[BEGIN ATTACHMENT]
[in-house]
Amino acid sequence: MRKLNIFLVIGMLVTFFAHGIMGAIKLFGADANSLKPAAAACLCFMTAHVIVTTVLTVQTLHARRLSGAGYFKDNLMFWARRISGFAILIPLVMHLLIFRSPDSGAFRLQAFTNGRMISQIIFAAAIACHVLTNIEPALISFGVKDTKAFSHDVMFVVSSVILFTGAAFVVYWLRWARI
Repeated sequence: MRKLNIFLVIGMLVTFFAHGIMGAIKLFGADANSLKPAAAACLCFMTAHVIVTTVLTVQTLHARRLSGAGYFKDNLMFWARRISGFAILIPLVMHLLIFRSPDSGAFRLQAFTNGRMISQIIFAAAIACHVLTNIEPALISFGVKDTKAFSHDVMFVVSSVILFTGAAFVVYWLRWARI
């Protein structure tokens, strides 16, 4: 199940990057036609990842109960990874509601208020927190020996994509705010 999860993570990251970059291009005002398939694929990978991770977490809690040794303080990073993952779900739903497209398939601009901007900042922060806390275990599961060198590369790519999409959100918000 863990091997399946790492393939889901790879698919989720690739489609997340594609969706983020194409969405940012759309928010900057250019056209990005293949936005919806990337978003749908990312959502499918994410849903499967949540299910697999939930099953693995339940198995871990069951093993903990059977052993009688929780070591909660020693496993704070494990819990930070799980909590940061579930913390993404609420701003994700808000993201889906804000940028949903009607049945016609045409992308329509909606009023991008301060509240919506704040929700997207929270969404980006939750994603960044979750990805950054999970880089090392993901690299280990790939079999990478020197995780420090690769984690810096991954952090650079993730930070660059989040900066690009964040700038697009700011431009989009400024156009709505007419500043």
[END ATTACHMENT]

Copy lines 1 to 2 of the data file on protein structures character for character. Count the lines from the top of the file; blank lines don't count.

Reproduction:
[in-house]
Amino acid sequence: MRKLNIFLVIGMLVTFFAHGIMGAIKLFGADANSLKPAAAACLCFMTAHVIVTTVLTVQTLHARRLSGAGYFKDNLMFWARRISGFAILIPLVMHLLIFRSPDSGAFRLQAFTNGRMISQIIFAAAIACHVLTNIEPALISFGVKDTKAFSHDVMFVVSSVILFTGAAFVVYWLRWARI